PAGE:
​General Sponsors of the Diversity Award:

  • Diamond Sponsor: Aon
  • ​Silver Sponsor: Playgroup NSW
  • Silver Sponsor: Twig Marketing
  • ​Bronze Sponsor: M & M Trophy Warehouse
  • Bronze Sponsor: Ki Print
Judging Panel

Carrie Leeson, CEO Lifeline Canberra

Carrie – Ann Leeson  is CEO of Lifeline Canberra. She is also the President of the Workplace Health Association, Advisory Council to Aspen Corporate Health, and a Director of the Uniting Early Morning Centre in the ACT. Carrie worked as a volunteer telephone crisis supporter for Lifeline and was a director on the board for the organisation.  She completed her degree in Psychology, and Diploma in Public Relations in South Africa prior to moving to Australia and running her own preventative health company. Carrie has used her experience and knowledge to create awareness around the importance of prevention, in both the physical and mental health arenas, and has worked with government, community, schools and businesses to generate sustainable health outcomes.

Dawn Hough, Director, Pride in Diversity

Dawn Hough is Director at Pride in Diversity, Australia’s first and only (national) not-for-profit employer support program for all aspects of LGBTI Inclusion.  In this role Dawn was instrumental in the development of the program offerings and the development of the Australian Workplace Equality Index (AWEI), Australia’s definitive benchmark on LGBTI workplace inclusion (and the Top 20 Employers for LGBTI employees awards). Dawn has authored four LGBTI workplace publications and been the producer of the annual Pride in Practice LGBTI workplace conference for the last four years. Previously Dawn introduced and managed the Diversity function for ING Australia, heading up a team of 8 responsible for L&D, Talent Management, Organisational Development and Wellbeing. Prior to INGA, Dawn ran a boutique consultancy for 14 years consulting in organisational development, leadership development, L&D and training.  She has worked on projects in the UK, Amsterdam, Singapore and speaks regularly on LGBTI inclusion nationally in Australia, at Out & Equal’s Conference in the United States and Stonewalls Diversity Champions Conference UK (2013). 

Georgia Prattis, Managing Director, MyriaD Consultants Pty Ltd

Georgia is Director of Myriad International Consulting Services Pty Ltd. She has over 20 years experience specialising in training development and delivery, research, evaluation, strategic planning, policy development, facilitation and stakeholder consultation. Areas of expertise include access and equity, cultural diversity, gender equality, equal opportunity, gender based violence, preventing bullying in the workplace and human rights. Gorgia is an accomplished consultant in diversity related organisational change programs and strategic planning that promote access and equity and develop workforce capabilities. She has extensive policy reform experience in the field of diversity working with the public sector, non-government organisations and community based agencies. Georgia has also participated on a wide range of Boards and committees.  Her qualifications include a Bachelor of Arts, Diploma in Education and a Master of Educational Studies.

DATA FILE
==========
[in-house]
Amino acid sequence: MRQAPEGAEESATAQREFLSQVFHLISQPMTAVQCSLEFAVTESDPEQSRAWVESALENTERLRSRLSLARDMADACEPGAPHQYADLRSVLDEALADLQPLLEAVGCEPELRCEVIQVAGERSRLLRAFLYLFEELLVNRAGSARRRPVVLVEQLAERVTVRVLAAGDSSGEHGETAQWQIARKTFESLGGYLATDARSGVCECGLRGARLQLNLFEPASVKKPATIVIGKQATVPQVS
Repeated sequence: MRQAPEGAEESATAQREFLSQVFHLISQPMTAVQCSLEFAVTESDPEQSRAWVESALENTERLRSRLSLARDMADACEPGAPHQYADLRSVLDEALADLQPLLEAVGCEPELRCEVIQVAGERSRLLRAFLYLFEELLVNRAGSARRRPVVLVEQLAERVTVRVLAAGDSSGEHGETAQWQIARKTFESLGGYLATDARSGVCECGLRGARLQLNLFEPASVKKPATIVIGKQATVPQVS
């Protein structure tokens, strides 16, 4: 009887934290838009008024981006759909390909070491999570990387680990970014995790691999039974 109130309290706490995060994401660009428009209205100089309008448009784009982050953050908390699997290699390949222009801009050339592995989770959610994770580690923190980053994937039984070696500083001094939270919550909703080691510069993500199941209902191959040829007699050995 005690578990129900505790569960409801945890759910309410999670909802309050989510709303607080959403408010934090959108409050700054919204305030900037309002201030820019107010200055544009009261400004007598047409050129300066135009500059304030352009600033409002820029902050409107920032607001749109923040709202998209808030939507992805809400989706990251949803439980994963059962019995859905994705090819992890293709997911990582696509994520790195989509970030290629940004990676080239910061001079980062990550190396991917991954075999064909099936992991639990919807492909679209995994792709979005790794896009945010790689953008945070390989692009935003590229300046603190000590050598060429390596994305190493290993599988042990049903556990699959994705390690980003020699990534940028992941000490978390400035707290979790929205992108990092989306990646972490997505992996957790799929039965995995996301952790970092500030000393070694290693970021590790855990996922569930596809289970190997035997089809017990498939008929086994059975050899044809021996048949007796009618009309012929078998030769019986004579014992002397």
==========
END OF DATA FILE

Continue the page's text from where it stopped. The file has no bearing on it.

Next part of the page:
Graham West, National President, St Vincent de Paul Society & Consultant

Graham West is a National President of the St Vincent de Paul Society, Management Consultant in the NFP sector and a former CEO of St Vincent de Paul Society in NSW. Graham was a Member of Parliament in NSW for 10 years representing the Campbelltown area, and held a number of Ministerial positions including Juvenile Justice and Youth and has been active at a board level in the community sector for many years, especially in community development and youth drug and alcohol education and support. In addition, Graham has a continuing interest in community engagement policies, environmental strategies at the local level, and issues concerning indigenous youth, especially in the areas of employment and education. Graham has written on youth engagement in decision-making using social networking and Web 2.0 and is a regular speaker on the importance of community development. Graham holds a Bachelor of Commerce in Management, a Master of International Studies, is an Advanced Fire Fighter with the NSW Rural Fire Service, and a Chartered Member of the Institute of Logistics and Transport.